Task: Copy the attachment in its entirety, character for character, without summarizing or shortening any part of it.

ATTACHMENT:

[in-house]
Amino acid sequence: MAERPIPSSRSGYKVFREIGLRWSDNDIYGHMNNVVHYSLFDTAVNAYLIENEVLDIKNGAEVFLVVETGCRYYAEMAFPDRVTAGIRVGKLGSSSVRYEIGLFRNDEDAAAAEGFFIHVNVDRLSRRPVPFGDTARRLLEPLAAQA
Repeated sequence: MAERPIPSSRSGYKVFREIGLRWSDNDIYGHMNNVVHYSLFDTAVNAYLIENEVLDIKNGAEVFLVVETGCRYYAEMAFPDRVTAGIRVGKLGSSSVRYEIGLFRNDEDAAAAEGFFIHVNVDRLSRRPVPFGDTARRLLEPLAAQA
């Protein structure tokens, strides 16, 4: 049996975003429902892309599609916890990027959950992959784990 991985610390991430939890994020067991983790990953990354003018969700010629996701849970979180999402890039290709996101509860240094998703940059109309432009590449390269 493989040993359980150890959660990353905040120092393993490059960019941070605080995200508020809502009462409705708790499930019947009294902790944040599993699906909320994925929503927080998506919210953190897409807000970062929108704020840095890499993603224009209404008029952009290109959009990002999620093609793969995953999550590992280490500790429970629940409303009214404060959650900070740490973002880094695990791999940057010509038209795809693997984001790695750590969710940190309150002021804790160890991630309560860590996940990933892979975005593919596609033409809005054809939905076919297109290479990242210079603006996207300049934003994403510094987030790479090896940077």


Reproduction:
[in-house]
Amino acid sequence: MAERPIPSSRSGYKVFREIGLRWSDNDIYGHMNNVVHYSLFDTAVNAYLIENEVLDIKNGAEVFLVVETGCRYYAEMAFPDRVTAGIRVGKLGSSSVRYEIGLFRNDEDAAAAEGFFIHVNVDRLSRRPVPFGDTARRLLEPLAAQA
Repeated sequence: MAERPIPSSRSGYKVFREIGLRWSDNDIYGHMNNVVHYSLFDTAVNAYLIENEVLDIKNGAEVFLVVETGCRYYAEMAFPDRVTAGIRVGKLGSSSVRYEIGLFRNDEDAAAAEGFFIHVNVDRLSRRPVPFGDTARRLLEPLAAQA
């Protein structure tokens, strides 16, 4: 049996975003429902892309599609916890990027959950992959784990 991985610390991430939890994020067991983790990953990354003018969700010629996701849970979180999402890039290709996101509860240094998703940059109309432009590449390269 493989040993359980150890959660990353905040120092393993490059960019941070605080995200508020809502009462409705708790499930019947009294902790944040599993699906909320994925929503927080998506919210953190897409807000970062929108704020840095890499993603224009209404008029952009290109959009990002999620093609793969995953999550590992280490500790429970629940409303009214404060959650900070740490973002880094695990791999940057010509038209795809693997984001790695750590969710940190309150002021804790160890991630309560860590996940990933892979975005593919596609033409809005054809939905076919297109290479990242210079603006996207300049934003994403510094987030790479090896940077």